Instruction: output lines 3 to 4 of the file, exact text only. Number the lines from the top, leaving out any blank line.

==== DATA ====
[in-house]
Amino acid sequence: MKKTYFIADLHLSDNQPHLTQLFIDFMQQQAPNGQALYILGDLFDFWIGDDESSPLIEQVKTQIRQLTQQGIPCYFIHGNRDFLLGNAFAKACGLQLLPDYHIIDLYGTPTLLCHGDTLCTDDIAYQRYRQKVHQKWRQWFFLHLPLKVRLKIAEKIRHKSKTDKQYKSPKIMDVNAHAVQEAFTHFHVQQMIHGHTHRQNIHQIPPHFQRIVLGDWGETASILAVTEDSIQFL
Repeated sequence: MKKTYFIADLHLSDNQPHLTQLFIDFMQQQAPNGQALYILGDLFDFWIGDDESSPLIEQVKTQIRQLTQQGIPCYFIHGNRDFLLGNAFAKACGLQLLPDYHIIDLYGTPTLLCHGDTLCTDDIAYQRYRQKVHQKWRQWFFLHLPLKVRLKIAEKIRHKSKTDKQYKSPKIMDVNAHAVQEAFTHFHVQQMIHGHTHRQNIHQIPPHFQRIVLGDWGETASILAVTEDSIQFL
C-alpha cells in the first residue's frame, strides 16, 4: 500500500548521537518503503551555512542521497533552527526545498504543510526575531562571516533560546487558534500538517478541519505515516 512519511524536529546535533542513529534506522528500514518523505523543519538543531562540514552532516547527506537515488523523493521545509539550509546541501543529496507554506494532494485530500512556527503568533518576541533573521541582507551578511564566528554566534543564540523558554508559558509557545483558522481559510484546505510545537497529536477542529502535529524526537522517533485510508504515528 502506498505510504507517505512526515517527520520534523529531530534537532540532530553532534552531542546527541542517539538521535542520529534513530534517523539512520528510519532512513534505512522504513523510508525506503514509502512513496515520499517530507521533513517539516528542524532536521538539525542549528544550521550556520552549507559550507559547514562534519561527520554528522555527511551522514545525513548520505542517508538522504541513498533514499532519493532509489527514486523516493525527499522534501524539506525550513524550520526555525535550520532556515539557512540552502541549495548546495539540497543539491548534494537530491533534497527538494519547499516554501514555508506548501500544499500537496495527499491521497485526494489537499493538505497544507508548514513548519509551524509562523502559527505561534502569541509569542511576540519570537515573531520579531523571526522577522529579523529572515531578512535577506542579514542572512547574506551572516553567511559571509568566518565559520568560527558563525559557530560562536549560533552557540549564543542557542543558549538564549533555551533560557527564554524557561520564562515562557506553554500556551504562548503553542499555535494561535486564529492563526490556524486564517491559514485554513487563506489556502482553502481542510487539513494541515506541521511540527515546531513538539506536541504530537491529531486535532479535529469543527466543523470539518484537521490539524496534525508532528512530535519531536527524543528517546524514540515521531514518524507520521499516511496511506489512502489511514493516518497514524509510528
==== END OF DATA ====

Repeated sequence: MKKTYFIADLHLSDNQPHLTQLFIDFMQQQAPNGQALYILGDLFDFWIGDDESSPLIEQVKTQIRQLTQQGIPCYFIHGNRDFLLGNAFAKACGLQLLPDYHIIDLYGTPTLLCHGDTLCTDDIAYQRYRQKVHQKWRQWFFLHLPLKVRLKIAEKIRHKSKTDKQYKSPKIMDVNAHAVQEAFTHFHVQQMIHGHTHRQNIHQIPPHFQRIVLGDWGETASILAVTEDSIQFL
C-alpha cells in the first residue's frame, strides 16, 4: 500500500548521537518503503551555512542521497533552527526545498504543510526575531562571516533560546487558534500538517478541519505515516 512519511524536529546535533542513529534506522528500514518523505523543519538543531562540514552532516547527506537515488523523493521545509539550509546541501543529496507554506494532494485530500512556527503568533518576541533573521541582507551578511564566528554566534543564540523558554508559558509557545483558522481559510484546505510545537497529536477542529502535529524526537522517533485510508504515528 502506498505510504507517505512526515517527520520534523529531530534537532540532530553532534552531542546527541542517539538521535542520529534513530534517523539512520528510519532512513534505512522504513523510508525506503514509502512513496515520499517530507521533513517539516528542524532536521538539525542549528544550521550556520552549507559550507559547514562534519561527520554528522555527511551522514545525513548520505542517508538522504541513498533514499532519493532509489527514486523516493525527499522534501524539506525550513524550520526555525535550520532556515539557512540552502541549495548546495539540497543539491548534494537530491533534497527538494519547499516554501514555508506548501500544499500537496495527499491521497485526494489537499493538505497544507508548514513548519509551524509562523502559527505561534502569541509569542511576540519570537515573531520579531523571526522577522529579523529572515531578512535577506542579514542572512547574506551572516553567511559571509568566518565559520568560527558563525559557530560562536549560533552557540549564543542557542543558549538564549533555551533560557527564554524557561520564562515562557506553554500556551504562548503553542499555535494561535486564529492563526490556524486564517491559514485554513487563506489556502482553502481542510487539513494541515506541521511540527515546531513538539506536541504530537491529531486535532479535529469543527466543523470539518484537521490539524496534525508532528512530535519531536527524543528517546524514540515521531514518524507520521499516511496511506489512502489511514493516518497514524509510528